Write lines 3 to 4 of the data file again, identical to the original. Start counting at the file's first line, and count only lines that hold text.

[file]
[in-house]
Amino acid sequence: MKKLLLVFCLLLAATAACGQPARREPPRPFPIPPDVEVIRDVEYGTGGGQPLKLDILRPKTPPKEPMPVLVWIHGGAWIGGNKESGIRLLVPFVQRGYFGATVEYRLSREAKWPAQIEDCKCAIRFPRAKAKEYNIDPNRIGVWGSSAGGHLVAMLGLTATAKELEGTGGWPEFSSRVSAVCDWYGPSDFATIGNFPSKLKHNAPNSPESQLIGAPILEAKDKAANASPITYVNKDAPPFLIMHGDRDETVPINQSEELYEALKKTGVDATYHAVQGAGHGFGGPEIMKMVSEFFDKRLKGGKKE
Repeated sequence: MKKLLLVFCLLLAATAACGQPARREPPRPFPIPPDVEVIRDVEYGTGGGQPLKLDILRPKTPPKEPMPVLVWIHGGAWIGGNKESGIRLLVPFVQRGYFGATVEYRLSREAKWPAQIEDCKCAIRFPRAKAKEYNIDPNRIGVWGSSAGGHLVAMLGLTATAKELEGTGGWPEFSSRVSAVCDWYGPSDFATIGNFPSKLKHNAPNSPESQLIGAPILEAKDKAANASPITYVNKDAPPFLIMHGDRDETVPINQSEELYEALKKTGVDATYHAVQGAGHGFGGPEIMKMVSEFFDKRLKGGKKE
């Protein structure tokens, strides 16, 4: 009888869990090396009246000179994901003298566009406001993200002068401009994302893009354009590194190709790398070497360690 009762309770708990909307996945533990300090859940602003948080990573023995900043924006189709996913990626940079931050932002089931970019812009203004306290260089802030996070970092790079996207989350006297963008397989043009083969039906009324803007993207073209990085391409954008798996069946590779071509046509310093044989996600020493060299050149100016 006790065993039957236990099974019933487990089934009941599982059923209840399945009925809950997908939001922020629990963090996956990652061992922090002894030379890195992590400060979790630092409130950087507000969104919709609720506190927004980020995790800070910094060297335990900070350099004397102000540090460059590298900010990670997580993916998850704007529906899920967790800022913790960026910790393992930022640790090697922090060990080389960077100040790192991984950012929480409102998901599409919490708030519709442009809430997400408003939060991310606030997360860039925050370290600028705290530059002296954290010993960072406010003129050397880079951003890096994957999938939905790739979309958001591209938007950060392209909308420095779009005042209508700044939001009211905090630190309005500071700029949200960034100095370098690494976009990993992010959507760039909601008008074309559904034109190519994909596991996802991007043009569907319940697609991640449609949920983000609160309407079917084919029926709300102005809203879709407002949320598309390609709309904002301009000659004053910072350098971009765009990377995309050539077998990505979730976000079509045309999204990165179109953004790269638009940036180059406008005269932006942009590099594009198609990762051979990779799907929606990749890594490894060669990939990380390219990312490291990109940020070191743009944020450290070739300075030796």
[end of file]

Repeated sequence: MKKLLLVFCLLLAATAACGQPARREPPRPFPIPPDVEVIRDVEYGTGGGQPLKLDILRPKTPPKEPMPVLVWIHGGAWIGGNKESGIRLLVPFVQRGYFGATVEYRLSREAKWPAQIEDCKCAIRFPRAKAKEYNIDPNRIGVWGSSAGGHLVAMLGLTATAKELEGTGGWPEFSSRVSAVCDWYGPSDFATIGNFPSKLKHNAPNSPESQLIGAPILEAKDKAANASPITYVNKDAPPFLIMHGDRDETVPINQSEELYEALKKTGVDATYHAVQGAGHGFGGPEIMKMVSEFFDKRLKGGKKE
């Protein structure tokens, strides 16, 4: 009888869990090396009246000179994901003298566009406001993200002068401009994302893009354009590194190709790398070497360690 009762309770708990909307996945533990300090859940602003948080990573023995900043924006189709996913990626940079931050932002089931970019812009203004306290260089802030996070970092790079996207989350006297963008397989043009083969039906009324803007993207073209990085391409954008798996069946590779071509046509310093044989996600020493060299050149100016 006790065993039957236990099974019933487990089934009941599982059923209840399945009925809950997908939001922020629990963090996956990652061992922090002894030379890195992590400060979790630092409130950087507000969104919709609720506190927004980020995790800070910094060297335990900070350099004397102000540090460059590298900010990670997580993916998850704007529906899920967790800022913790960026910790393992930022640790090697922090060990080389960077100040790192991984950012929480409102998901599409919490708030519709442009809430997400408003939060991310606030997360860039925050370290600028705290530059002296954290010993960072406010003129050397880079951003890096994957999938939905790739979309958001591209938007950060392209909308420095779009005042209508700044939001009211905090630190309005500071700029949200960034100095370098690494976009990993992010959507760039909601008008074309559904034109190519994909596991996802991007043009569907319940697609991640449609949920983000609160309407079917084919029926709300102005809203879709407002949320598309390609709309904002301009000659004053910072350098971009765009990377995309050539077998990505979730976000079509045309999204990165179109953004790269638009940036180059406008005269932006942009590099594009198609990762051979990779799907929606990749890594490894060669990939990380390219990312490291990109940020070191743009944020450290070739300075030796």